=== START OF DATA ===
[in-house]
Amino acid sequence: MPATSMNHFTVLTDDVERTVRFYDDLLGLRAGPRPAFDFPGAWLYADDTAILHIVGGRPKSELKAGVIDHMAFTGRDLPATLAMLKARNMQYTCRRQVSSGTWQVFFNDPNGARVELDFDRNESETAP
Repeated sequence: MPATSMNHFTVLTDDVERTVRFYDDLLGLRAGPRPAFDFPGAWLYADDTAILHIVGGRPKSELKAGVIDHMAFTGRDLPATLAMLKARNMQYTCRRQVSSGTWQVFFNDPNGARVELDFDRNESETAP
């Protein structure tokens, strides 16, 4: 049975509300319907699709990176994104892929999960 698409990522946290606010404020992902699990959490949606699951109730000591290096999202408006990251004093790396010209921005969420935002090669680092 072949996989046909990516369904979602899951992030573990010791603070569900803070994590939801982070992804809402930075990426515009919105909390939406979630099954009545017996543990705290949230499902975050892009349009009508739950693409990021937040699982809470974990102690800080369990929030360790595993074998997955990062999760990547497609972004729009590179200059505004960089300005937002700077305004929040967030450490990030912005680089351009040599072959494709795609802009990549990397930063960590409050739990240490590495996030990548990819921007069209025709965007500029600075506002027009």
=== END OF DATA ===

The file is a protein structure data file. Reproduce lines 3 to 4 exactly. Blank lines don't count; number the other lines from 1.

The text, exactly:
Repeated sequence: MPATSMNHFTVLTDDVERTVRFYDDLLGLRAGPRPAFDFPGAWLYADDTAILHIVGGRPKSELKAGVIDHMAFTGRDLPATLAMLKARNMQYTCRRQVSSGTWQVFFNDPNGARVELDFDRNESETAP
């Protein structure tokens, strides 16, 4: 049975509300319907699709990176994104892929999960 698409990522946290606010404020992902699990959490949606699951109730000591290096999202408006990251004093790396010209921005969420935002090669680092 072949996989046909990516369904979602899951992030573990010791603070569900803070994590939801982070992804809402930075990426515009919105909390939406979630099954009545017996543990705290949230499902975050892009349009009508739950693409990021937040699982809470974990102690800080369990929030360790595993074998997955990062999760990547497609972004729009590179200059505004960089300005937002700077305004929040967030450490990030912005680089351009040599072959494709795609802009990549990397930063960590409050739990240490590495996030990548990819921007069209025709965007500029600075506002027009």